She said that to convince Filipinos of its good intentions, China has given the country its vaccines — “possibly for free, or perhaps, as many people fear, in exchange for our waters.”

Hontiveros added: “We must not allow China to shake our hands on vaccines and procurement, but stab us in the back on the West Philippine Sea. But Malacanang has tolerated China’s duplicitous strategy.

“This isn’t how a friend treats you. This isn’t even the act of a good neighbor. China is the bully pretending to be your best friend. 

It’s time to say enough is enough. Our government must rethink its current alliances — and perhaps its allegiances. We must be

consistent and firm in standing up for our national interests,” she said.

US to pull out troops from Afghanistan by Sept. 11

US to pull out troops from Afghanistan by Sept. 11
Updated 14 April 2021

US to pull out troops from Afghanistan by Sept. 11

US to pull out troops from Afghanistan by Sept. 11
  • Taliban attendance at US-backed summit in Turkey still ‘under consideration’

KABUL: President Joe Biden plans to withdraw the remaining 2,500 US troops from Afghanistan by Sept. 11, 2021, 20 years to the day after the Al-Qaeda attacks that triggered America’s longest war, US officials said on Tuesday.

The disclosure of the plan came as the Taliban said on Tuesday that the group’s participation in a US-backed summit in Turkey later this week was still “under consideration.”

Dr. Muhammad Naeem, the Taliban’s Qatar-based spokesman, told Arab News: “Our lack of participation is due to the fact that consultations and deliberations are still going on.”

He added that “no agreement has been made” for the April 16 talks and that “the issue (meeting) is still under our consideration.”

On whether or not the Taliban had set any conditions for taking part in the meeting, Naeem said: “We will announce whatever decision is made based on the consultations.”

Turkey, along with the UN and Qatar, is hosting the meeting as part of an American-backed push to jump-start the stalled Afghan peace talks, which began in the Qatari capital Doha between the government and Taliban representatives in September and have been riddled with disputes.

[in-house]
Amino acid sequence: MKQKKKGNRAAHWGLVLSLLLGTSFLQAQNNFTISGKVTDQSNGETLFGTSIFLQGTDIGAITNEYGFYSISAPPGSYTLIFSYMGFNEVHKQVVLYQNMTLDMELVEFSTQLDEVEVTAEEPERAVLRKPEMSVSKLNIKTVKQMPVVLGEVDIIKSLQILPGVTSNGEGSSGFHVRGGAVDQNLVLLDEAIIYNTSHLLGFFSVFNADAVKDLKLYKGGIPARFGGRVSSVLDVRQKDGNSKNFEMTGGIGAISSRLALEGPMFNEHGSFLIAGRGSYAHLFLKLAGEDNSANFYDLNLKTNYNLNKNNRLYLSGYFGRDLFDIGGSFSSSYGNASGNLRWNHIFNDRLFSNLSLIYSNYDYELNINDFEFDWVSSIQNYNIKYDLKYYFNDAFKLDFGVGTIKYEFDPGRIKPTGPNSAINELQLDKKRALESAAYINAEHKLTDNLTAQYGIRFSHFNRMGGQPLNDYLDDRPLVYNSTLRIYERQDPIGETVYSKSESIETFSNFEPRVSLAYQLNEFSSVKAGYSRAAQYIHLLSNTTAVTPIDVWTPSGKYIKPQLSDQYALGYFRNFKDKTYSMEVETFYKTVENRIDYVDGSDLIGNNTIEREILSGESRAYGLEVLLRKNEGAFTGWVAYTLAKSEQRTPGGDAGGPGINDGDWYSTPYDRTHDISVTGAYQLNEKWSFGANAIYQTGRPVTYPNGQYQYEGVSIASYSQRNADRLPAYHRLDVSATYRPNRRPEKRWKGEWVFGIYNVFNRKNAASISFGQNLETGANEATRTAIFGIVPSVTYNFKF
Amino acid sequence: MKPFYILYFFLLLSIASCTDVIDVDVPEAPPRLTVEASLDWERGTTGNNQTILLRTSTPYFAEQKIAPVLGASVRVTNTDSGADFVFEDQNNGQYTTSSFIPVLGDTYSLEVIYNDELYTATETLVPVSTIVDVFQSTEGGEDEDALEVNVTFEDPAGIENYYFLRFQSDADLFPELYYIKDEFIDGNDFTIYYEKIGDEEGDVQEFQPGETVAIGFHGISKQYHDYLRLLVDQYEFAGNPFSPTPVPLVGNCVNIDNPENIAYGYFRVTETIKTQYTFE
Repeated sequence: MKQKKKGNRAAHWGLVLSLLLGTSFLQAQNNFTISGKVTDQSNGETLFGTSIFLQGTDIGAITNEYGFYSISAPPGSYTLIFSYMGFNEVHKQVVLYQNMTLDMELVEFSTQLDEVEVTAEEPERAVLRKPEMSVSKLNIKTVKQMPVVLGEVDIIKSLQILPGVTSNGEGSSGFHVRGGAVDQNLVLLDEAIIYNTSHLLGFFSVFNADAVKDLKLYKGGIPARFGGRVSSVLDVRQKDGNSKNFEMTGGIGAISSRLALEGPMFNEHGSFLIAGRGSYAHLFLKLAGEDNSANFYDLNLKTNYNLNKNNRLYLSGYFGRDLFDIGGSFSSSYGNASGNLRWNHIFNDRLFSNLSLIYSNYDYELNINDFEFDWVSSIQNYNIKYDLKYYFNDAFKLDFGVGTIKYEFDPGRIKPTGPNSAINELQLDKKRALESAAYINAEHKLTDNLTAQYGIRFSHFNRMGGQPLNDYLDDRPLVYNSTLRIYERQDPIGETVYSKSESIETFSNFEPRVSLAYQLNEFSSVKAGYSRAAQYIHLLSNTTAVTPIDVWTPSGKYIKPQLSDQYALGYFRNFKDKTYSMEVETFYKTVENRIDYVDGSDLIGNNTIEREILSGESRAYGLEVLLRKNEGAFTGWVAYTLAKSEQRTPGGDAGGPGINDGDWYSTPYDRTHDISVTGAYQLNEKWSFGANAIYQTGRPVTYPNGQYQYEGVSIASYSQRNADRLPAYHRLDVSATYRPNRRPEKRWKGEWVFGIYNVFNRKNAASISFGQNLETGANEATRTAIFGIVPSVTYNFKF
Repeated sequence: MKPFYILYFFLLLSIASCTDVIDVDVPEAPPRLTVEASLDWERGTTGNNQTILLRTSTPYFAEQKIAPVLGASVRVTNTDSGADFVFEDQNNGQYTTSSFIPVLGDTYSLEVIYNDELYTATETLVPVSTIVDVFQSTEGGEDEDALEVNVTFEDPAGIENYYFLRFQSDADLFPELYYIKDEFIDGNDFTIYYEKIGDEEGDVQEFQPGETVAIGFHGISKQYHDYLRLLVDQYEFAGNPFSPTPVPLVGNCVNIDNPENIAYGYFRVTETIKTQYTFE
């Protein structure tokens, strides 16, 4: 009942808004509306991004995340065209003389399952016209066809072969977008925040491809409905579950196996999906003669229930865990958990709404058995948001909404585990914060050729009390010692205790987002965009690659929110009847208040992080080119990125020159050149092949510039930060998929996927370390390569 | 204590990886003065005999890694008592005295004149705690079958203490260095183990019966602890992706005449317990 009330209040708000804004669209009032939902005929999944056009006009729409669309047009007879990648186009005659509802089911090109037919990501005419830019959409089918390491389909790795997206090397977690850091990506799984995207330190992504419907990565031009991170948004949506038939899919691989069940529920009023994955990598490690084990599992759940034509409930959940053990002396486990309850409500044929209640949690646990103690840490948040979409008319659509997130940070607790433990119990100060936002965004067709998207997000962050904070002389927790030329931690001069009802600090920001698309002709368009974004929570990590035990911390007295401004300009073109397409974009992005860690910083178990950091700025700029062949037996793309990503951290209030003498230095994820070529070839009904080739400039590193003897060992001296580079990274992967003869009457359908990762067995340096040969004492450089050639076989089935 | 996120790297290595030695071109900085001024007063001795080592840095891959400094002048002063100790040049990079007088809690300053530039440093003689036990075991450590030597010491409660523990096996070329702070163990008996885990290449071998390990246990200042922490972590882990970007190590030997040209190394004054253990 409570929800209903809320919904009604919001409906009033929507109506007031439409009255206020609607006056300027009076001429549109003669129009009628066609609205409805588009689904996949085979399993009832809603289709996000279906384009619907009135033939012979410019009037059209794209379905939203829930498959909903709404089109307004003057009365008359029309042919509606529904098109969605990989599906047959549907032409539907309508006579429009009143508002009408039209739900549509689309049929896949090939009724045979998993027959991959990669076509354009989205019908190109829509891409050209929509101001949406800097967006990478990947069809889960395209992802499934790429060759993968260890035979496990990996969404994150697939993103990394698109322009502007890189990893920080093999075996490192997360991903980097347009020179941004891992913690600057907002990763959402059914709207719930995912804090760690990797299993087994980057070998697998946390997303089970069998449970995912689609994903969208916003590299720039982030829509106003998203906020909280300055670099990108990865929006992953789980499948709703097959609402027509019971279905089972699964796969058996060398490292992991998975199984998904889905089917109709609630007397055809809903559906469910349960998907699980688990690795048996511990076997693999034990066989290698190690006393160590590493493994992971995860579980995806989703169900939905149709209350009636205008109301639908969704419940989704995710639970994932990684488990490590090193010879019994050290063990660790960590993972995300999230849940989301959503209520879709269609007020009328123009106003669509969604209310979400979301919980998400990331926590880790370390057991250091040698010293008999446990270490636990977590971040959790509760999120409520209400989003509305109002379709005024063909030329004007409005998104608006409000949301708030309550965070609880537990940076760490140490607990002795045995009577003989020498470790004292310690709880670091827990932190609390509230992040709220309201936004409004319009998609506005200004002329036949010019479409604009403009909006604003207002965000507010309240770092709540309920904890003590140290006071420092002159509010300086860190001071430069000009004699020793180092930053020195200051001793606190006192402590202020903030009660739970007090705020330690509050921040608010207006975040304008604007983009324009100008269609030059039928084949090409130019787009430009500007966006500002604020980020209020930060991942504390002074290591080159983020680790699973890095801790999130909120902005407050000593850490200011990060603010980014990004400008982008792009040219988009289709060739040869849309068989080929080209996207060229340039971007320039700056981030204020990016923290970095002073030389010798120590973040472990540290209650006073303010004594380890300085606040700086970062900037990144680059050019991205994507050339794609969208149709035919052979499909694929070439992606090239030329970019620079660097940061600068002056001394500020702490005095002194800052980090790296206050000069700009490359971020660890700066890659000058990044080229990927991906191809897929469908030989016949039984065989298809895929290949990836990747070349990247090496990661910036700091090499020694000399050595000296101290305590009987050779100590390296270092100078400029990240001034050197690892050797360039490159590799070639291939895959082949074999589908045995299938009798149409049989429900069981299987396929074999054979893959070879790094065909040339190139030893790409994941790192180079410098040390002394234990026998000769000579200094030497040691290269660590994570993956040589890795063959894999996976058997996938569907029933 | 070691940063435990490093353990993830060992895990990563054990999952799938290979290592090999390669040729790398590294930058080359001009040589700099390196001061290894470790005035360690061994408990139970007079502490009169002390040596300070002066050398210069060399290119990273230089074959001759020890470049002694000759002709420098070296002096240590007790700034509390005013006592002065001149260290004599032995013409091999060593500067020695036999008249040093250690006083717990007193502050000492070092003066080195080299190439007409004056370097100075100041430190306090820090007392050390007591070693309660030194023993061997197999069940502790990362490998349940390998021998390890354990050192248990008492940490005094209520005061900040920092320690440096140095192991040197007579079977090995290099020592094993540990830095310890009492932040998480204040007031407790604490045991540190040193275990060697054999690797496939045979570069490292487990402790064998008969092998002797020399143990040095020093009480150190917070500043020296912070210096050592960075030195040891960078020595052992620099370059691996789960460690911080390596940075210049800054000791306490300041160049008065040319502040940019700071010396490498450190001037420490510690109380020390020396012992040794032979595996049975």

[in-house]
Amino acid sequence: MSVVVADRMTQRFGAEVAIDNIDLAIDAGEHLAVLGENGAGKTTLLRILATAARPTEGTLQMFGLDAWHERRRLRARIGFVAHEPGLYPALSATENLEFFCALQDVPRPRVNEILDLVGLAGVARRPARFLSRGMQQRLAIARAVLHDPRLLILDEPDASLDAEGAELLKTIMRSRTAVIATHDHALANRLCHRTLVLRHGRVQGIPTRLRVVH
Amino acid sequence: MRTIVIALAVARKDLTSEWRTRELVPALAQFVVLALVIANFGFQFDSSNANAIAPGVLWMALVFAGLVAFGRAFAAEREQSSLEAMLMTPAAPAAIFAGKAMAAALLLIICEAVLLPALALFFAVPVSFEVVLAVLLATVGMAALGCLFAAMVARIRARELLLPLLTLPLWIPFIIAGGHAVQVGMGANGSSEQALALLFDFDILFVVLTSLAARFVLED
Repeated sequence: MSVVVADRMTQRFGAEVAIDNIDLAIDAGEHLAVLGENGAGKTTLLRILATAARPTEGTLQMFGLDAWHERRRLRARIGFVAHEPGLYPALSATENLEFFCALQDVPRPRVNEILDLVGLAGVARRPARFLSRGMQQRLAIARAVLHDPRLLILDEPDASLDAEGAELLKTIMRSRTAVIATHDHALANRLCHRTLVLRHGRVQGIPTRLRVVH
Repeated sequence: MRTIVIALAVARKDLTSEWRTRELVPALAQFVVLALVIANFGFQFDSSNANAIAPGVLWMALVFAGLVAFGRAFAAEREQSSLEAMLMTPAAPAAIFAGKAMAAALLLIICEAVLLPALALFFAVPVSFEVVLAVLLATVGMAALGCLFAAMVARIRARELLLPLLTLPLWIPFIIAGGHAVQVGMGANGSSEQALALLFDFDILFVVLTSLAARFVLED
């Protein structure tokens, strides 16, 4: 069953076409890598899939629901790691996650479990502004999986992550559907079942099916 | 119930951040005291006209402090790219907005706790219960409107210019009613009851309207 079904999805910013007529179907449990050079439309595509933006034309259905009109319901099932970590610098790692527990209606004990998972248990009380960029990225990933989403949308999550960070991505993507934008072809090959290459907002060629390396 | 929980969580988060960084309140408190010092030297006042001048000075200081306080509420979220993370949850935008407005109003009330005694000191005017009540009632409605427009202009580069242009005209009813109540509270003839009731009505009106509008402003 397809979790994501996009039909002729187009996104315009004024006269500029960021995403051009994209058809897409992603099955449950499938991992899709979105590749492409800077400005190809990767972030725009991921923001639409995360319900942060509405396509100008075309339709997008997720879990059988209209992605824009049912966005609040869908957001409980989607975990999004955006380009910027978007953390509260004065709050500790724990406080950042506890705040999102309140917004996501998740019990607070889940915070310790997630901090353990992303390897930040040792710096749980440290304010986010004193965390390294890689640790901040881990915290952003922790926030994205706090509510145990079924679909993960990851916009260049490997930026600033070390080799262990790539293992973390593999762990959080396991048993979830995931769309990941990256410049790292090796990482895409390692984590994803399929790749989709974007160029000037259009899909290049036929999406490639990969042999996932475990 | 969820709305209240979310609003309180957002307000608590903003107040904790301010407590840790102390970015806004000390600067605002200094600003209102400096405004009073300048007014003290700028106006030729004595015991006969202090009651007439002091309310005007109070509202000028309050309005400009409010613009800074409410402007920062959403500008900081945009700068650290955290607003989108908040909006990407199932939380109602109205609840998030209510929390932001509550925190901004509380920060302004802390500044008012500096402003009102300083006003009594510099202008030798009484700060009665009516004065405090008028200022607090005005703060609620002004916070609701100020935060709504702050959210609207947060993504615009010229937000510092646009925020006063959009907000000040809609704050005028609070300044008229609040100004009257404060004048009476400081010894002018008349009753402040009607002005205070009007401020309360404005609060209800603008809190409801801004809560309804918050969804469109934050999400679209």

Striking an optimistic note on Tuesday, officials from an Afghan government-appointed team said they expected to ink key agreements at the Istanbul summit, including forming a transitory administration with the Taliban.

Feraidoon Khawzoon, a spokesman for the Afghan High Council for National Reconciliation, on Tuesday told Arab News: “Our expectation is that we will agree on major, important, and fundamental agreements which are cessation of war, restoration of the ceasefire, issues related to the transitory period, and over national and Islamic issues.

“The agenda for the talks will be set by the two sides (government and Taliban delegates).” However, he did not provide the names of government participants at the meeting.

The discussions in Turkey come ahead of a May 1 deadline for the complete withdrawal of US-led foreign troops from Afghanistan based on a deal signed between the Taliban and Washington more than a year ago.

American President Joe Biden said recently that the pullout of troops by May 1 would be a “tough move” without elaborating on how long he intended to retain forces in Afghanistan, throwing the validity of the Qatar deal into doubt.